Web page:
The Treatment of Violence in Martin Amis’ Money and Pinters’ The Caretaker

Almasa Mulalic


Towards the end of 1960s there was a huge hippie movement which was marked as Turbulent Decade. In Britain the labor party gained power in 1964, in France the protests in 1968 forced president Charles de Gaulle to leave the country. For some people in Europe, May 1968 meant the end of traditional collective action and the beginning of a new era to be dominated mainly by different social movement emerging at that time throughout the world (Brinkley, 1997; Erlanger, 2008).  Harold Pinter’s The Caretaker (1960) and Martin Amis’ Money: The Suicide Note (1984) are embedded with violence and mistreatement among the main characters. With an attempt to reflect social dimensions of the society of that time, both novels deal with violence between very close people who have family or very close friendship ties. The Cartaker is the play in which people are portrayed as living on the edge, and are ready to accept any possibility at presented in order to fulfill their individual psychological needs. The Money is a novel about John Self, a film director, a man who makes deals, spends a lot of money, abuses alcohol, tobacco, pills, pornography, and as a result he is portrayed as extremely violent. This paper attempts to analyze the question of violence that is presented and described in these two works. More importantly, this paper uses socio-psychological approaches and the historical context in analyzing violence in these two works. An analysis of absurd and satirist worlds presented by Pinter and Amis is especially valuable because of their relevance for describing and tackling present-day violence in our societies.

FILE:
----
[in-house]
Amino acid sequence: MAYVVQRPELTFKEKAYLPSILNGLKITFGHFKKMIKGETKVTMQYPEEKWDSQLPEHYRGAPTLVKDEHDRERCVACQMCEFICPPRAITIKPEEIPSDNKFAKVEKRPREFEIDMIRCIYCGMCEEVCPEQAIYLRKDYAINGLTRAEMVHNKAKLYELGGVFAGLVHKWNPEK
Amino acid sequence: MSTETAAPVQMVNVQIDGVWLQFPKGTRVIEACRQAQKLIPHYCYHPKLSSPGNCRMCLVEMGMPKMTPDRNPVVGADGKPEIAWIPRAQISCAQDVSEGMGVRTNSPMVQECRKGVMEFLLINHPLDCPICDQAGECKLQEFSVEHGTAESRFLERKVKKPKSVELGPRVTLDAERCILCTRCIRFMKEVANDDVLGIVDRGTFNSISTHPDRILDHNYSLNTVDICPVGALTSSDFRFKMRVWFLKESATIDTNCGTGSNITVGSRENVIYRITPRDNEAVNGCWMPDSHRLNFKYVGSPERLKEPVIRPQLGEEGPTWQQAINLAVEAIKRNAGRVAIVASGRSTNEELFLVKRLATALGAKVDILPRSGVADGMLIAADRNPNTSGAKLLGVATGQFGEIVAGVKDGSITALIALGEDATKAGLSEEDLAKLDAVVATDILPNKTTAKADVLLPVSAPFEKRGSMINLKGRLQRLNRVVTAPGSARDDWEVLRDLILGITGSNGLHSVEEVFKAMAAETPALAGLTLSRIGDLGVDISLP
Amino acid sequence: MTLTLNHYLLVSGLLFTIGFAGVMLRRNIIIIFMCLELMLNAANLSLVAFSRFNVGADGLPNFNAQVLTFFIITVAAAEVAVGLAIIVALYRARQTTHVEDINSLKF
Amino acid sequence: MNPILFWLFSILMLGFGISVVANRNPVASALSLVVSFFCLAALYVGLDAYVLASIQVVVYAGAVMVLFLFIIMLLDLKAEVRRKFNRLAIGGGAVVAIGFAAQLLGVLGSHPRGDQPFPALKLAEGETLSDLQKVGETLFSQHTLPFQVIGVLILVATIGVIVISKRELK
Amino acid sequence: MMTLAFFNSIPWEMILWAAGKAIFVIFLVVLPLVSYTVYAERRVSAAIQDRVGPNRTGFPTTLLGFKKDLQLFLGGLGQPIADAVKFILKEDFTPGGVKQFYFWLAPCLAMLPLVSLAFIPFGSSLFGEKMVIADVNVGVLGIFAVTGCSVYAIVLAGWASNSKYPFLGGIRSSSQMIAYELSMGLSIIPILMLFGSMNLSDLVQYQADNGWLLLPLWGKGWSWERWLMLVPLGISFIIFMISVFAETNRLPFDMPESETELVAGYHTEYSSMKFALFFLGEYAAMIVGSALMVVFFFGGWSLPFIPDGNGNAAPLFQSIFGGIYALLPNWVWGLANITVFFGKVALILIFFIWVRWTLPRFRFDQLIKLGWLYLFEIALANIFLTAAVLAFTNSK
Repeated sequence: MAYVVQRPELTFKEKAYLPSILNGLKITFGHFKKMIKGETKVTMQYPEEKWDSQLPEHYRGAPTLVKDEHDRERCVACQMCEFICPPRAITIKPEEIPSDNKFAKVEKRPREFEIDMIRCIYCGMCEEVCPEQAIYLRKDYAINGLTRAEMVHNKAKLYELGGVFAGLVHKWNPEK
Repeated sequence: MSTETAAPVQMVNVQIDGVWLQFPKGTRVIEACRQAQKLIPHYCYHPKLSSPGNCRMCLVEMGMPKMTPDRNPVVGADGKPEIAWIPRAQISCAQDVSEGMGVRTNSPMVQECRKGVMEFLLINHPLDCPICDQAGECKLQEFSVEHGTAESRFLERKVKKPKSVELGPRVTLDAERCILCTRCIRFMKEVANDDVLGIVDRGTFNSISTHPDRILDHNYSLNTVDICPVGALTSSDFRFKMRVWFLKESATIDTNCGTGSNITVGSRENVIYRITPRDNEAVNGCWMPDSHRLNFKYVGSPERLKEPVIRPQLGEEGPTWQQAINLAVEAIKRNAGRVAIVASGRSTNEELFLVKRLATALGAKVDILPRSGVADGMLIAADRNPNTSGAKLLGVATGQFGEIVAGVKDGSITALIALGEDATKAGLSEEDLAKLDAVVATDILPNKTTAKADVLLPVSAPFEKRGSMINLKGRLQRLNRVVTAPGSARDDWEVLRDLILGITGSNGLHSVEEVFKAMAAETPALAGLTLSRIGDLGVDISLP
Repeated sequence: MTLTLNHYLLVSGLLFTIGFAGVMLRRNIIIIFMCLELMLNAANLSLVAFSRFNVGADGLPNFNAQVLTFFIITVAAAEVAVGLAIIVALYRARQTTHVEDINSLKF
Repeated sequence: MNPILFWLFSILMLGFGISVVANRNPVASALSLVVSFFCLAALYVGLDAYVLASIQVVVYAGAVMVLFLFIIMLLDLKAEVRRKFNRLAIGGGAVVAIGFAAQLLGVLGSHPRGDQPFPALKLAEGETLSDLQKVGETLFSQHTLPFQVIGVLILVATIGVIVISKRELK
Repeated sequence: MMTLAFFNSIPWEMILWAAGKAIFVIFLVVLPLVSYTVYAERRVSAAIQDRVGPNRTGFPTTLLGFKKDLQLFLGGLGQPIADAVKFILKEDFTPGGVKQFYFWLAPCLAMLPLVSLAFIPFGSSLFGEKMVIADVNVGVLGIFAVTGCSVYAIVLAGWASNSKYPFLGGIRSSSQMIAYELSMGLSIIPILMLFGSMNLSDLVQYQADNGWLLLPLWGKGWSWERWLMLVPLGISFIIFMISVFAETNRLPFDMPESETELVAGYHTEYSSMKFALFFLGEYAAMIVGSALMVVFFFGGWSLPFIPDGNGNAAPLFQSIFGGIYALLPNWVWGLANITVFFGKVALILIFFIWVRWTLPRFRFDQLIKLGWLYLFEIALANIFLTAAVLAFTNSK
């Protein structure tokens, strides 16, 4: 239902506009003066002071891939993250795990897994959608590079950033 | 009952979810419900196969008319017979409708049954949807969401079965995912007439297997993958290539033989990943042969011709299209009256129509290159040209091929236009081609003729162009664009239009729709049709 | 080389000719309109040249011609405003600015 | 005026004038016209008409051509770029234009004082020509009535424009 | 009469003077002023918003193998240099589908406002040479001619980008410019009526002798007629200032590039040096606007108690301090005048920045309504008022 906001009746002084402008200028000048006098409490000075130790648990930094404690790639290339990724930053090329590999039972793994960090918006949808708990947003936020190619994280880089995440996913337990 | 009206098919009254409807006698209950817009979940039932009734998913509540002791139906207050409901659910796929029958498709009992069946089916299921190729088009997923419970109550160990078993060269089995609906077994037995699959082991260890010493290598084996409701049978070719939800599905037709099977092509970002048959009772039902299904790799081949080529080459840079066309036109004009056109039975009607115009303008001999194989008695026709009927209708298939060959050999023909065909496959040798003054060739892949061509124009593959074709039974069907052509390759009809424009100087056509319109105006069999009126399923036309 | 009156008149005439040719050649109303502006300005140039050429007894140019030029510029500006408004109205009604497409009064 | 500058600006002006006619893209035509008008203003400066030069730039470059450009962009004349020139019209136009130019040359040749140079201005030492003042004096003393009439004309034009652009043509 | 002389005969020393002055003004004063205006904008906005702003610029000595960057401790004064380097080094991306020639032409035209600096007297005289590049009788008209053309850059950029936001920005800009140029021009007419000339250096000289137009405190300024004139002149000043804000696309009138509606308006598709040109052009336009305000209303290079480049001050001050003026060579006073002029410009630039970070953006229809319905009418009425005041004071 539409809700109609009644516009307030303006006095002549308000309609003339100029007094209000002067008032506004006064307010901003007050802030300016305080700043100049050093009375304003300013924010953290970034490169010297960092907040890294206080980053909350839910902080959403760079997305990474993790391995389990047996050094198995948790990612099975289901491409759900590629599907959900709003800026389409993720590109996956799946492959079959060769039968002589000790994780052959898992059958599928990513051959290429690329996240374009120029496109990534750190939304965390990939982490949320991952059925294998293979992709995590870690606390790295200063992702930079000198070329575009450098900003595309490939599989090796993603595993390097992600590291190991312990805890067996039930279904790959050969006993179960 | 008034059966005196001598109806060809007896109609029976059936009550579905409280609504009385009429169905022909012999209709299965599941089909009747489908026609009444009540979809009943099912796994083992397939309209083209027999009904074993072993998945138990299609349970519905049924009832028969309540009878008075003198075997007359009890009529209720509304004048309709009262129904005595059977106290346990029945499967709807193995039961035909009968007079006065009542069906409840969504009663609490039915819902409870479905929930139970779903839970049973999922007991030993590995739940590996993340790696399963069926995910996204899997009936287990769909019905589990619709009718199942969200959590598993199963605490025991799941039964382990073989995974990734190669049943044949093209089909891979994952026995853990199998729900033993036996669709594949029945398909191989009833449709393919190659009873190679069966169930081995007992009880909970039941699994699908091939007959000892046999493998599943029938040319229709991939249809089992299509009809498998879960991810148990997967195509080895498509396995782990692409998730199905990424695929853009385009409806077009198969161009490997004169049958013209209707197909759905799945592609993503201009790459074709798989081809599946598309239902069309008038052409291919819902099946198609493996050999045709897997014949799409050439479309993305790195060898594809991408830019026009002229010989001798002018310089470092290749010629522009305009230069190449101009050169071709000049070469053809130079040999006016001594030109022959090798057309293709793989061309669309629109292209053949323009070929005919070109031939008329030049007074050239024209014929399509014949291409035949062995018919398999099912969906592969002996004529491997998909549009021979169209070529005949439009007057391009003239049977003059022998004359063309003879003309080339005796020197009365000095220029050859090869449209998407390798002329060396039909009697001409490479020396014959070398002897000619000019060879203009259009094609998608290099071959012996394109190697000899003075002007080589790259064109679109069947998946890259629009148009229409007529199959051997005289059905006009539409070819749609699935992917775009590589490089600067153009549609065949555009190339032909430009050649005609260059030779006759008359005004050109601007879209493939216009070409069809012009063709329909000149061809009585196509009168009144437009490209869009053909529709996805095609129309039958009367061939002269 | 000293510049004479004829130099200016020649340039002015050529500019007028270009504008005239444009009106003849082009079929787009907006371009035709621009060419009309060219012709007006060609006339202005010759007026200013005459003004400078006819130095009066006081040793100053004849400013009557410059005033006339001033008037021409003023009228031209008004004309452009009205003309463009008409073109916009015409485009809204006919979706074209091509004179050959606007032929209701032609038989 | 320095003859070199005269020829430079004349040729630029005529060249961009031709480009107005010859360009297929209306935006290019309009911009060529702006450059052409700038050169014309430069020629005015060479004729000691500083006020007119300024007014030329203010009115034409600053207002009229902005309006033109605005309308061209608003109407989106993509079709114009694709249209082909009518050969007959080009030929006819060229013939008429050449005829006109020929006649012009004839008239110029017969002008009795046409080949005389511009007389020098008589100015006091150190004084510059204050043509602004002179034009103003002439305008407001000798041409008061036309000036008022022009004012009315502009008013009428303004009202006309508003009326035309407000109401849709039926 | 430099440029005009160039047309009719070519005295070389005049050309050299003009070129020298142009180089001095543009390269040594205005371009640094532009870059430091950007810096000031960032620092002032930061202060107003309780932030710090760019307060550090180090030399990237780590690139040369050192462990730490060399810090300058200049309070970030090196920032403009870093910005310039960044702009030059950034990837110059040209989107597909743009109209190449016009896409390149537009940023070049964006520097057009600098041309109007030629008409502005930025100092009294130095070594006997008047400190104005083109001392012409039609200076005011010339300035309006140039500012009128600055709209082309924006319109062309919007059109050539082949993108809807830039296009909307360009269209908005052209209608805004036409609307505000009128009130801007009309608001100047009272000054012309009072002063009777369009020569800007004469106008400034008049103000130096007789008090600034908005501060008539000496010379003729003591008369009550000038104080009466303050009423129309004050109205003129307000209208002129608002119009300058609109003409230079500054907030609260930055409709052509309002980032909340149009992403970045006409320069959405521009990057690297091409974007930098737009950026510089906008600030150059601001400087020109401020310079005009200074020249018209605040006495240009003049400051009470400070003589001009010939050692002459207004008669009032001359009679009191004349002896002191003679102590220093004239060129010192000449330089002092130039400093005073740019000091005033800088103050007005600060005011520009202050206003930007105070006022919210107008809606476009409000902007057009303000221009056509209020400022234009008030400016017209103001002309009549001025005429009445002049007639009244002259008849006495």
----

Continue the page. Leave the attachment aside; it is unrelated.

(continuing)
Violence; Suicide; Abuse; The Caretaker; Money; John Self.

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